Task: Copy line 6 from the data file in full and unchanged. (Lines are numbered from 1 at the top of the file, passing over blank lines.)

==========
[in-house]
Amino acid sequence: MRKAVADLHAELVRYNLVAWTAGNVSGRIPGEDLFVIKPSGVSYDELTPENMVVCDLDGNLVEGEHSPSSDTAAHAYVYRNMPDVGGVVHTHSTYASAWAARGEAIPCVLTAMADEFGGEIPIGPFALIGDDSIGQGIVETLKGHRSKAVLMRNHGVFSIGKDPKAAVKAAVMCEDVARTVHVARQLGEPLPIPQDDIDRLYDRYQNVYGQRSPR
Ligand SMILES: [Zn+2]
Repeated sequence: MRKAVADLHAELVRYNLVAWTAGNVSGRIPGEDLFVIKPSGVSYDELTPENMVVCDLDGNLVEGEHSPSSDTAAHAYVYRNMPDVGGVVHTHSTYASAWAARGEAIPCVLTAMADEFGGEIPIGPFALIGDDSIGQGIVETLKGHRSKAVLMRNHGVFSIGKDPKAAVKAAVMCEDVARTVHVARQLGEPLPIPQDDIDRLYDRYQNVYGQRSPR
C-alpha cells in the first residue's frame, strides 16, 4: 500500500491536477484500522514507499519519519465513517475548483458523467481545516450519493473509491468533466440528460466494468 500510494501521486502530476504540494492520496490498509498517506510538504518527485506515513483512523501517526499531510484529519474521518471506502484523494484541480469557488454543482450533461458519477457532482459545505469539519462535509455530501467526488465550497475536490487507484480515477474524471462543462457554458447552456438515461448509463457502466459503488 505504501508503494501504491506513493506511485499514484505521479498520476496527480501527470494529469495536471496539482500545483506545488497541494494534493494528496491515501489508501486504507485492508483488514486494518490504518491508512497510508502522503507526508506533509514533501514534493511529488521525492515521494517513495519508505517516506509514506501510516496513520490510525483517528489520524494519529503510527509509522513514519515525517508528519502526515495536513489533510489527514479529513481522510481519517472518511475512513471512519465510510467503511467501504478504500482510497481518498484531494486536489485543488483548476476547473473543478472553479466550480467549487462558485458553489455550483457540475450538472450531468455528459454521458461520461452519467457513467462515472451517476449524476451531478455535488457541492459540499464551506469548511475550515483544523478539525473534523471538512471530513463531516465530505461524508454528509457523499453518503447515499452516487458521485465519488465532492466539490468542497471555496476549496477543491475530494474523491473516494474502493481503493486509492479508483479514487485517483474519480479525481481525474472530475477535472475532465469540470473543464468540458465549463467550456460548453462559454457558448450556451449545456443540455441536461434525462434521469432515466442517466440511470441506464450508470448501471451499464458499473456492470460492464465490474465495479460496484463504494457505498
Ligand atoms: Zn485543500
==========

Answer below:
Ligand atoms: Zn485543500